Welcome to Goalie Training Pro TV, episode 39. We’re going to talk about your splits today! But we’re going to start with a little assessment first…
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So this is what I want you to do. I want you to go into your front splits and I want you to go with your left foot forward and see how far you get, then you’re going to go with your right foot forward and see how far you get.
And I’m going to make a guess like Johnny Carson used to do. Remember that, Johnny Carson would get the card and he’d hold it up on his head? And he’d put off and in your case, I would say left. I think you get further with your left foot forward than your right foot forward. Am I right? I know I’m right. There’s a reason and the reason is that your human, and this is what I mean.
There is a school of thought called PRI, The Postural Restoration Institute. A very smart guy, but he’s noticed some common asymmetries in how our bodies, how we use our bodies. One of those common asymmetries is that we have a tendency to stand with our posture a little bit shifted.
So most are a little bit shifted to our right side which means a couple of things. So if we look at this it means that our left hip is chronically in slight flection. The right hip is in slight extension. The left hip is externally rotated and abducted. The right hip is internally rotated and adducted.
Basically what it means for you is even though I’m facing square in front of me, my pelvis is a little bit facing this way. So it’s not like we’re all gunked up, but it’s just that we’re a little bit offset.
I don’t think they really know exactly why but one of the hypothesis is that like our liver, for example, we only have one, but it’s set to the right side, and it’s big, so maybe we kind of post to hold that up. Our inside organs aren’t symmetrical. You know our heart is up and it’s a little bit sets to the right. Even our diaphragm is asymmetrical, side to side.
So there are lots of things that play. This is just the observation.
You can see how even when you are on the ice and you go to recover, well one side is already in some flexion. Do you have one side where you feel like you don’t have quite as much range of motion as the other side? Those are things that we’re not really trying to fix so that, “Oh well now I’m perfectly square.” But we’re trying to teach you to just at least get out of that characteristic asymmetry so that you’re able to get into the opposite side.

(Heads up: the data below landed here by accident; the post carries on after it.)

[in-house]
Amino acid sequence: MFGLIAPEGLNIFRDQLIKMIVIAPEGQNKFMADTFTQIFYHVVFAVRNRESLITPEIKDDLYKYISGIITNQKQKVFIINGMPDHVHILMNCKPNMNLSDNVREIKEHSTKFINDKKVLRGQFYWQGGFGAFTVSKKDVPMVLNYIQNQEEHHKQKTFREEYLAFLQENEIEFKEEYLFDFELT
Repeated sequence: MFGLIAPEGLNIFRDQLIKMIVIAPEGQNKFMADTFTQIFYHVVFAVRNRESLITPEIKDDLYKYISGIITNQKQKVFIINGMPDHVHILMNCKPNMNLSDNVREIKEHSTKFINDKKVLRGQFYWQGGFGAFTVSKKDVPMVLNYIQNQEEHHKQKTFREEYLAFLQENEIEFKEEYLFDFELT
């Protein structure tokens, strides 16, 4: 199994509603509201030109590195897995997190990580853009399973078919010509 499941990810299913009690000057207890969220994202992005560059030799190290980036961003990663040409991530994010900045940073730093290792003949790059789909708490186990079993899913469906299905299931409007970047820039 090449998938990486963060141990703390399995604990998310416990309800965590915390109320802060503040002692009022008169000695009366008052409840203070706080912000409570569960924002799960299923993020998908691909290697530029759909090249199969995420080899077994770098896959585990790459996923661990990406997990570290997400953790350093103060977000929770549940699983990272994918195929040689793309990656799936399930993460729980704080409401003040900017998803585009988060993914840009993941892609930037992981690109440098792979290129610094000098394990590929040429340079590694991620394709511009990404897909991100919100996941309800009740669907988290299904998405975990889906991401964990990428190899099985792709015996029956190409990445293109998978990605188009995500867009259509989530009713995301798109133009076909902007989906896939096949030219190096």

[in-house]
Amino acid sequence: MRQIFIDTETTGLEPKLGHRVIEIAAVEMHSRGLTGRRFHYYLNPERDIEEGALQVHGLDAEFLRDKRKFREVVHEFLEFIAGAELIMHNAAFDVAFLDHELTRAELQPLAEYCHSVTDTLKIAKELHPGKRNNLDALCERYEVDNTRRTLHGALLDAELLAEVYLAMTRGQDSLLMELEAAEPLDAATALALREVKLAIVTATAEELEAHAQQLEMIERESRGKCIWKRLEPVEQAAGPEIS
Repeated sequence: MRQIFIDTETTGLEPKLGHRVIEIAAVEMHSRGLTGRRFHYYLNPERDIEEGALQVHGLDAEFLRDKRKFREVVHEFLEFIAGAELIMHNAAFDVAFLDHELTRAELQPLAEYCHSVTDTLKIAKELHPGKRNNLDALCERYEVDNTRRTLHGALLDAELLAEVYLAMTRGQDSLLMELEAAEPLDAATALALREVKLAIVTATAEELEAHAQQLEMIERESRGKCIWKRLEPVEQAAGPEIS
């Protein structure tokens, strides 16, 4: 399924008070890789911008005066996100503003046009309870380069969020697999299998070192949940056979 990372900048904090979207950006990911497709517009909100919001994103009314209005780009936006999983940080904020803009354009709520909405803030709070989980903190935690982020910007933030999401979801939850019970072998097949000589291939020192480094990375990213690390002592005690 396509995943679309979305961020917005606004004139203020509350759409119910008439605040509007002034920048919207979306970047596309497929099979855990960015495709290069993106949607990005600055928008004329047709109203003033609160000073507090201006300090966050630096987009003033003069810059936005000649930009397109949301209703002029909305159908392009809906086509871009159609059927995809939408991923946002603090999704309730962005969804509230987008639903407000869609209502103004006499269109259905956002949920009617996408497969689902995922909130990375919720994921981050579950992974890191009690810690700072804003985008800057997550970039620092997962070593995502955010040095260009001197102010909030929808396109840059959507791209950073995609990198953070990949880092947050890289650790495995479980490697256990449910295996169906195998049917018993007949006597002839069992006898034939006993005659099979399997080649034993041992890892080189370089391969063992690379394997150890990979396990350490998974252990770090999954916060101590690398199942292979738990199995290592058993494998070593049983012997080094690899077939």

So I’m going to show you a technique. Again, it highlights this idea that stretching isn’t enough. I want you to get out of your head that, “Oh well I’m doing my stretches, you know, so I can move better on the ice.” It’s not about stretching, it’s about mobility and how you move.
Stretching is one piece of the puzzle but it’s not the answer. If you’re just putting all of your eggs in the stretching basket, “Oh I need to move better, I need to stretch more.” You’re not going to get there. So you’re missing a huge piece but you’re just not going to achieve your maximum mobility.
So let me just show you one of the exercises, there are a million exercises, but I’m just going to show you one. What I want you to do, before you try this at home, is I want you to just walk across the floor, you know just back and forth, just paying attention to what it feels like when you step and then we’re going to do a little test afterwards.
But let’s get down on the floor and I’m going to show you this exercise. You only do this exercise laying on your left side. So I have just a foam roll under my feet because my feet have to be elevated. And my feet are flat against a wall or some sort of surface.
I’m going to push the bottom foot into the wall and I’m going to reach the top knee forward. So I’m kind of getting in that opposite pattern of what my asymmetry is. So I’m at 90 degrees in my knees, 90 degrees in my hips, I’m almost a little rounded forward in my torso.
Left foot is pushing into the wall. Right knee is reaching forward and then I’m just coming up with my right knee.
So I continue pushing, I continue reaching and I’m lifting. Now I’m going to breathe in through my nose for four seconds. I’m going to hold my breath at the top for four seconds and I’m going to breathe out through my mouth for six seconds and I’m going to do that four times and I’m not going to reset in between.
Typically we’ll do it one or two sets of four breaths.
And then you’ll try your walk again and you’re going to see, “Hey does that change how my hips feel?” And really you’re not going to notice like, “Oh yeah, I’m so loose now.” It’s going to feel a little different. Feel a little more fluid.
So that’s an introduction to the PRI, The Postural Restoration Institute and this idea that we have a very common asymmetry that especially, as a goalie impacts how we use our hips. And it can have a compounding effect, so I want to really teach you to be able to find that other position so that you can move better on the ice, but also I suspect reduce some wear and tear on your hips.
So again, stretching isn’t enough you need to come at it from a muscle structure perspective. From the fascial remodeling perspective, from a movement pattern perspective which this one teaches you. Even from a nervous system control perspective stretching is one ingredient but it’s not the key that unlocks your ultimate mobility.
If you want to look for a complete system that does that check out strategicmobilityforgoalies.com I’ve put all the pieces together for you but at least now you know it’s not just about stretching it’s about improving your movement patterns, teaching your body to move more efficiently. I’ll see you next time.